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How can I see the error messages when the site I am working on gets a white screen?

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hello sokratis, this is an interesting question and I see several answers, do you know what answers are suitable for this case?. Remember assign a feedback (with comments or accpeting an answer) for to the community know suitable answers. –  moonw Aug 25 '11 at 16:43

4 Answers 4

up vote 19 down vote accepted

Put this at the bottom of settings.php:

error_reporting(-1);  // Have PHP complain about absolutely everything 
$conf['error_level'] = 2;  // Show all messages on your screen, 2 = ERROR_REPORTING_DISPLAY_ALL.
ini_set('display_errors', TRUE);  // These lines just give you content on WSOD pages.
ini_set('display_startup_errors', TRUE);
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This is great for development sites though I prefer /var/log/apache2/error.log for live sites. This works though. :) –  Citricguy Feb 3 '12 at 5:25
Saved the day for me. Thanks –  qasimzee May 12 '14 at 6:22
@mike -- Can I ask you, where can I find settings.php? –  user34776 Nov 4 '14 at 3:34

The White Screen of Death (Completely Blank Page) resource on will step you through the steps to see the error message as well as common problems that cause them.

"Invisible" Errors

If error reporting is turned off, you could be getting a fatal error but not seeing it. On a production site, it is common to have error reporting turned off. If that is the case and PHP has hit an unrecoverable error, neither an error nor content will be displayed, therefore you end up with a completely blank page.

What you can do about this is either turn on PHP error reporting so it displays a message on the page itself, or check your log files (from the server) to look for the error. How to do both of these are explained below.

Enable Error Reporting

Although it may be turned off on commercial hosts and production sites (for good reason, so that users do not see the errors), these errors are one of your best tools for troubleshooting. To enable error reporting, temporarily edit your index.php file (normally located in your root directory) directly after the first opening PHP tag (do not edit the actual file info!) to add the following:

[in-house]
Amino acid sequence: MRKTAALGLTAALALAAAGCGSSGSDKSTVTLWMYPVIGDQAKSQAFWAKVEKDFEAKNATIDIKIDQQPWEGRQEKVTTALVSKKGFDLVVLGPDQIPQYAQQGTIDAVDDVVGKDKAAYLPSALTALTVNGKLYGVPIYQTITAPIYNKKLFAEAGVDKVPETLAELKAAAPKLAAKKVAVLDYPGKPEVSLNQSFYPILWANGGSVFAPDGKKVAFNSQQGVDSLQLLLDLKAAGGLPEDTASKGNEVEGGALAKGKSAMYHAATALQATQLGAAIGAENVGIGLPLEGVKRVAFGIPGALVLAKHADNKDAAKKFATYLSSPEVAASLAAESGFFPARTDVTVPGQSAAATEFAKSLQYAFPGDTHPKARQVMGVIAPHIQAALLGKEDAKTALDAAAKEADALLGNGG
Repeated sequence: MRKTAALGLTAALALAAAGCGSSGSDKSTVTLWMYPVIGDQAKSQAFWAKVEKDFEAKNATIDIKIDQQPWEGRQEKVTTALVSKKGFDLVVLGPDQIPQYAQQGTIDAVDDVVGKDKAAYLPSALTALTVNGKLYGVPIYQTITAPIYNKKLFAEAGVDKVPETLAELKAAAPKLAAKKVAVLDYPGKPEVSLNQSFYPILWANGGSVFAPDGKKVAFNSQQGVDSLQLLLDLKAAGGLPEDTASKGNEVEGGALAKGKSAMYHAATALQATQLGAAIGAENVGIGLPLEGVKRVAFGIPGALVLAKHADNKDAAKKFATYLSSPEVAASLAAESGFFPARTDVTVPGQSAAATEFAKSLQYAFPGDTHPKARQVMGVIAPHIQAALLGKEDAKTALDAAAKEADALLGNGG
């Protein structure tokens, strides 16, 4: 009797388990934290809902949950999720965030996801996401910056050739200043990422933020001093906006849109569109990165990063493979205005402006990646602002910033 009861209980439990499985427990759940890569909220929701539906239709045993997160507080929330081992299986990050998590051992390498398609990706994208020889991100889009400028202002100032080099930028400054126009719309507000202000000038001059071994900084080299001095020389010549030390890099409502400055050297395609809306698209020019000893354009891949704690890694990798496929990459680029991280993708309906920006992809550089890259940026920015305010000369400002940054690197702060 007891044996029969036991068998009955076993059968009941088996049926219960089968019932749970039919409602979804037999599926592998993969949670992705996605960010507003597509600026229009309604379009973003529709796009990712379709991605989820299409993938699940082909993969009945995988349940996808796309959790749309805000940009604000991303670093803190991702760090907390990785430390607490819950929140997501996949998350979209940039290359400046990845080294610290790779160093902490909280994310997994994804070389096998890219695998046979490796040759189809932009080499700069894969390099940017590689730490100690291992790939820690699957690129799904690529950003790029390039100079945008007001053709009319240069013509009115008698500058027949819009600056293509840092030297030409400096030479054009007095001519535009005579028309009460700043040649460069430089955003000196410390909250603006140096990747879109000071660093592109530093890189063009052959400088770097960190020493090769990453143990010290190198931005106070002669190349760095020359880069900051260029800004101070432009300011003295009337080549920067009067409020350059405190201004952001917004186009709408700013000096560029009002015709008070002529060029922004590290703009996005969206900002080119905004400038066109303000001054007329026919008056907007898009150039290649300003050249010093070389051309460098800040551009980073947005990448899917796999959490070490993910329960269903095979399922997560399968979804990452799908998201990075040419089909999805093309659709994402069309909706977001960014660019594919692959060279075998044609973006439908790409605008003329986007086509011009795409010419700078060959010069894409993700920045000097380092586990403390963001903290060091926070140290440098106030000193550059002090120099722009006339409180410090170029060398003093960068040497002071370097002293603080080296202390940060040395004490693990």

ini_set('display_errors', TRUE);
ini_set('display_startup_errors', TRUE);

You will now be able to see any errors that are occurring directly on the screen. Memory problems may still not be displayed, but it's the first step in a process of elimination.

If you are using a multi-site setup and only want errors to appear for one site, then check the name of the host first as in:

if ($_SERVER['HTTP_HOST']==='') {
  ini_set('display_errors', TRUE);
  ini_set('display_startup_errors', TRUE);

If the problem occurs while running update.php open update.php in a text editor and uncomment the following line:

ini_set('display_errors', FALSE);
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Have a look at Apache error log, in Ubuntu it's located in /var/log/apache2/error.log so you can do:

tail -f /var/log/apache2/error.log
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sudo tail -f /var/log/apache2/error.log –  Citricguy Feb 3 '12 at 5:23

I found easy way of tracking down the WSOD errors by running the whole site via drush, e.g.:

drush rs

After that access the site at the given new address (e.g., then try to reproduce the problem, and you'll see all errors on the terminal screen. No need to reconfiguring your PHP, especially in cases when display_errors fails (e.g. MAMP).

Other tricky way I've found it by using debuggers, e.g.:

  • OS X:

    sudo dtruss -fn httpd 2>&1 | grep -i error
  • Linux:

    sudo strace -f $(pgrep -fn httpd) 2>&1 | grep -i error

    Note: Change httpd into php if you're using drush rs as above.

Or installing XDebug PHP extension and generate a trace file (xdebug.auto_trace=1).

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